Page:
With Covid vaccination rates increasing and society learning to live with Covid, what will a ‘post Covid’ environment look like and what are the implications for life insurers? In this article, we will review Covid impacts on industry segments, customer life insurance purchasing behaviour and life insurance product definitions – then explore future implications for life insurers.
Industry Segments and Occupational Risk Impacts
Change in employed people and average hours worked, by Industry, February 2020 to August 2021
Source: ABS labour force statistics, Australia, Detailed Table 4 and Table 11, taken from https://www.abs.gov.au/articles/charts-casual-employment-occupation-and-industry-august-2021
Covid restrictions have disproportionately affected some industries more than others. ABS labour force statistics suggest “accommodation and food services” and “arts and recreation services” have experienced the largest declines in employment rate and hours worked.
Implications for life insurers:: changes in working arrangements more broadly may have led to shifts in occupation-related risks. Leads for further investigation include:
IP incidence and termination rates by industry: is there evidence of worsening experience from specific industries? Is there correlation between job instability and return to work rates?
Mental health claims: declining mental health has been widely reported in society. Are some industries more susceptible to mental health claims compared to others? Are there aggravating factors experienced by certain industries (eg income instability, working from home, etc)?
Accident claims: what impact has lockdown and increased work from home had on accident rates? Will accident claims return to similar levels once lockdown is over?
Industry sector risk ratings: for the purpose of group insurance, Industry sector rating adjustments may provide an important contribution to risk discernment, alongside the traditional approach of occupational category ratings.
Customer Life Insurance Purchasing and Retention Behaviour
Pandemics naturally bring attention to the importance of health. Similarly, the popularity of life insurance is likely to have increased during the period, particularly with broad media coverage of the negative impacts of Covid. How can changes in consumer behaviour due to the pandemic be attributed to changes in new business volumes and reduced lapses?
Diagram: select factors influencing customer purchase or lapse behaviour during Covid
Implications for life insurers: to what degree have new business and lapse volumes been influenced by Covid over the period? Some considerations include:
Pandemic awareness & insurer initiatives (eg financial hardship): to what extent has Covid awareness increased new business volumes and insurer financial hardship assistance reduced lapses?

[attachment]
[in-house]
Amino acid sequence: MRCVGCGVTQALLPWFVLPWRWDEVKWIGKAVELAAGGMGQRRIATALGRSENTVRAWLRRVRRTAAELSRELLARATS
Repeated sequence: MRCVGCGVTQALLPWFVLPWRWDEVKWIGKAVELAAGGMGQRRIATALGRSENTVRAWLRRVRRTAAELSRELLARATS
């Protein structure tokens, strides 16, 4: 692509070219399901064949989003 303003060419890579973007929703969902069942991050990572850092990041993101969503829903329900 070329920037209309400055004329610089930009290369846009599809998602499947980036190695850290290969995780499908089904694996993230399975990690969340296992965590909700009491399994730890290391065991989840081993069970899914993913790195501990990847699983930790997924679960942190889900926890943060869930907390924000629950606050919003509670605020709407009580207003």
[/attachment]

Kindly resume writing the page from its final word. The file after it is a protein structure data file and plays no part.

Financial & job security: affordability of life insurance affected by household income and availability of government payments. Are there any trends in reasons for lapse activity?
Structural advisor reforms & premium affordability: with new business volumes seeing a steady decrease over time and lapse experience improving, to what degree have recent new business volumes and lapses been influenced by structural changes?
Product Definition Leniency
In early 2020, the FSC on behalf of Australian life insurers announced Covid related initiatives to assist customers.¹ With many initiatives discontinued in 2021, should life insurers continue Covid related initiatives? With the ‘living with Covid’ scenario looking more likely, what would be the implication of continuing the initiatives?
Table: Covid related initiatives to assist policyholders introduced in 2020
|1. Covid TPD claims initiative
|2. Covid commitment to frontline healthcare workers
|3. Support options for Covid related financial hardship
|Redundancy due to Covid does not restrict TPD claims
|No claim declines or premium impacts for frontline workers
|Additional support for customers facing financial hardship
|Potential risk for insurers
|Increased TPD claims and anti-selection risk (due to redundancy)
|Increased claims due to Covid illness
|Reduced premiums and increased claims (from those who remain)
Implications for life insurers: while life insurers may absorb some short-term impacts, what are the longer term impacts if Covid related initiatives are extended?
If claims cost increase due to Covid, short term impacts can be absorbed by insurers, but longer term cost of initiatives will be borne by policyholders through premium increases.
Cross-subsidisation of Covid claims, whereby policyholders at a lower risk of Covid related claims will subsidise premiums for those at higher risk of claim. Should all policyholders bear the cost of Covid claims equally or should some policyholders bear more of the burden than others?
Shift in occupation ratings: should occupational ratings change based on exposure to Covid? What would be the societally acceptable outcome?
With the initial Covid panic waning, most nations are moving towards a ‘living with Covid’ mindset. However, Covid has had differential impacts on some segments of society and life insurers need to carefully consider the ramifications of any Covid-related decisions made.